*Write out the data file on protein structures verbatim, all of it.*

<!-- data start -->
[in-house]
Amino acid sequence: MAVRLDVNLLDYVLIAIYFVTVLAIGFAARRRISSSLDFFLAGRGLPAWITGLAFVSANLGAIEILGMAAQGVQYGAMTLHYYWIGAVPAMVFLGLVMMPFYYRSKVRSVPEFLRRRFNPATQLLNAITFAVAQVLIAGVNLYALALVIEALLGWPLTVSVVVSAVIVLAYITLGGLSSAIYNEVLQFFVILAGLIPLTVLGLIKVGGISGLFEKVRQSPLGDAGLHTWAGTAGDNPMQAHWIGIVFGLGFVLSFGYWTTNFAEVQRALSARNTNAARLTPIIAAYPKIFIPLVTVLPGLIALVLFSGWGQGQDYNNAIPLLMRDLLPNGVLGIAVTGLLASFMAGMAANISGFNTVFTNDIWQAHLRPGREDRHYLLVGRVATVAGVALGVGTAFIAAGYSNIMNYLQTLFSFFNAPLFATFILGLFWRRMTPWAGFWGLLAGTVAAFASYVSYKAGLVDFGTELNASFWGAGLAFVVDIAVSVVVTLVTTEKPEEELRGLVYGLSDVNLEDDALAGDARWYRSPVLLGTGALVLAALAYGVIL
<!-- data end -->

[in-house]
Amino acid sequence: MAVRLDVNLLDYVLIAIYFVTVLAIGFAARRRISSSLDFFLAGRGLPAWITGLAFVSANLGAIEILGMAAQGVQYGAMTLHYYWIGAVPAMVFLGLVMMPFYYRSKVRSVPEFLRRRFNPATQLLNAITFAVAQVLIAGVNLYALALVIEALLGWPLTVSVVVSAVIVLAYITLGGLSSAIYNEVLQFFVILAGLIPLTVLGLIKVGGISGLFEKVRQSPLGDAGLHTWAGTAGDNPMQAHWIGIVFGLGFVLSFGYWTTNFAEVQRALSARNTNAARLTPIIAAYPKIFIPLVTVLPGLIALVLFSGWGQGQDYNNAIPLLMRDLLPNGVLGIAVTGLLASFMAGMAANISGFNTVFTNDIWQAHLRPGREDRHYLLVGRVATVAGVALGVGTAFIAAGYSNIMNYLQTLFSFFNAPLFATFILGLFWRRMTPWAGFWGLLAGTVAAFASYVSYKAGLVDFGTELNASFWGAGLAFVVDIAVSVVVTLVTTEKPEEELRGLVYGLSDVNLEDDALAGDARWYRSPVLLGTGALVLAALAYGVIL